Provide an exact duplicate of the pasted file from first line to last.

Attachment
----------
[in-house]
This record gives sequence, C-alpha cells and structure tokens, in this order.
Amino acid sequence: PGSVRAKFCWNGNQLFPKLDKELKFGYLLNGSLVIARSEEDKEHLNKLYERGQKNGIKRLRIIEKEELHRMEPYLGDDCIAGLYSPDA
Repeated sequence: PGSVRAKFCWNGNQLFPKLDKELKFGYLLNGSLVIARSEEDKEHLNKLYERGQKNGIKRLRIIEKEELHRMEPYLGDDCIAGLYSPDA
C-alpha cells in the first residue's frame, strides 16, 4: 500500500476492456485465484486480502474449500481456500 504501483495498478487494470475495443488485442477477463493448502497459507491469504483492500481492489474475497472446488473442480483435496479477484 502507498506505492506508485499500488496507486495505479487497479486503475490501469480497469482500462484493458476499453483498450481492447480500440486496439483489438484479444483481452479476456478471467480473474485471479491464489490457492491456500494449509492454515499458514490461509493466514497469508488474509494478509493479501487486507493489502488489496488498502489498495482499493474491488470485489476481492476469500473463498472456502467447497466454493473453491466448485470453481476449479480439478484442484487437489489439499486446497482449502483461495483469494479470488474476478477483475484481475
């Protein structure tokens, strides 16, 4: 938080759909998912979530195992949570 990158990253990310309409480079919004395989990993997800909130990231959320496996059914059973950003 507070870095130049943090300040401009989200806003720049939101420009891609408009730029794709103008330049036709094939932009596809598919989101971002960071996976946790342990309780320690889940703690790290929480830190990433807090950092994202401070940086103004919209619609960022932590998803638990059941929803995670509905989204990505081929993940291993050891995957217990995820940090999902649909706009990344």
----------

[in-house]
This record gives sequence, C-alpha cells and structure tokens, in this order.
Amino acid sequence: PGSVRAKFCWNGNQLFPKLDKELKFGYLLNGSLVIARSEEDKEHLNKLYERGQKNGIKRLRIIEKEELHRMEPYLGDDCIAGLYSPDA
Repeated sequence: PGSVRAKFCWNGNQLFPKLDKELKFGYLLNGSLVIARSEEDKEHLNKLYERGQKNGIKRLRIIEKEELHRMEPYLGDDCIAGLYSPDA
C-alpha cells in the first residue's frame, strides 16, 4: 500500500476492456485465484486480502474449500481456500 504501483495498478487494470475495443488485442477477463493448502497459507491469504483492500481492489474475497472446488473442480483435496479477484 502507498506505492506508485499500488496507486495505479487497479486503475490501469480497469482500462484493458476499453483498450481492447480500440486496439483489438484479444483481452479476456478471467480473474485471479491464489490457492491456500494449509492454515499458514490461509493466514497469508488474509494478509493479501487486507493489502488489496488498502489498495482499493474491488470485489476481492476469500473463498472456502467447497466454493473453491466448485470453481476449479480439478484442484487437489489439499486446497482449502483461495483469494479470488474476478477483475484481475
């Protein structure tokens, strides 16, 4: 938080759909998912979530195992949570 990158990253990310309409480079919004395989990993997800909130990231959320496996059914059973950003 507070870095130049943090300040401009989200806003720049939101420009891609408009730029794709103008330049036709094939932009596809598919989101971002960071996976946790342990309780320690889940703690790290929480830190990433807090950092994202401070940086103004919209619609960022932590998803638990059941929803995670509905989204990505081929993940291993050891995957217990995820940090999902649909706009990344």